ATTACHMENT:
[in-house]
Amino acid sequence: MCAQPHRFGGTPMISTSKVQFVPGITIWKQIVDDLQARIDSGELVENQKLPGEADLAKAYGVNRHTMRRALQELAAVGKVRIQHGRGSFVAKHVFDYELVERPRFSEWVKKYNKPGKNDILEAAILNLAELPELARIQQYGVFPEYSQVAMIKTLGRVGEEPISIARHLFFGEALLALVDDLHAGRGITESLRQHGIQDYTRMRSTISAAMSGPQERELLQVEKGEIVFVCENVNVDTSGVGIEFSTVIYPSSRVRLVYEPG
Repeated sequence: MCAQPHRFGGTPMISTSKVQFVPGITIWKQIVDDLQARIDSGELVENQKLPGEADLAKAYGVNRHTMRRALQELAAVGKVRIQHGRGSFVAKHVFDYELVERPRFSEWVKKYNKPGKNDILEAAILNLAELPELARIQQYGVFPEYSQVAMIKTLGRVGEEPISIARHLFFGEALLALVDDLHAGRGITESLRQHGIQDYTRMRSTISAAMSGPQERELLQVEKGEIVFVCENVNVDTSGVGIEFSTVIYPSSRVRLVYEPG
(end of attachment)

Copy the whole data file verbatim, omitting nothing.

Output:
[in-house]
Amino acid sequence: MCAQPHRFGGTPMISTSKVQFVPGITIWKQIVDDLQARIDSGELVENQKLPGEADLAKAYGVNRHTMRRALQELAAVGKVRIQHGRGSFVAKHVFDYELVERPRFSEWVKKYNKPGKNDILEAAILNLAELPELARIQQYGVFPEYSQVAMIKTLGRVGEEPISIARHLFFGEALLALVDDLHAGRGITESLRQHGIQDYTRMRSTISAAMSGPQERELLQVEKGEIVFVCENVNVDTSGVGIEFSTVIYPSSRVRLVYEPG
Repeated sequence: MCAQPHRFGGTPMISTSKVQFVPGITIWKQIVDDLQARIDSGELVENQKLPGEADLAKAYGVNRHTMRRALQELAAVGKVRIQHGRGSFVAKHVFDYELVERPRFSEWVKKYNKPGKNDILEAAILNLAELPELARIQQYGVFPEYSQVAMIKTLGRVGEEPISIARHLFFGEALLALVDDLHAGRGITESLRQHGIQDYTRMRSTISAAMSGPQERELLQVEKGEIVFVCENVNVDTSGVGIEFSTVIYPSSRVRLVYEPG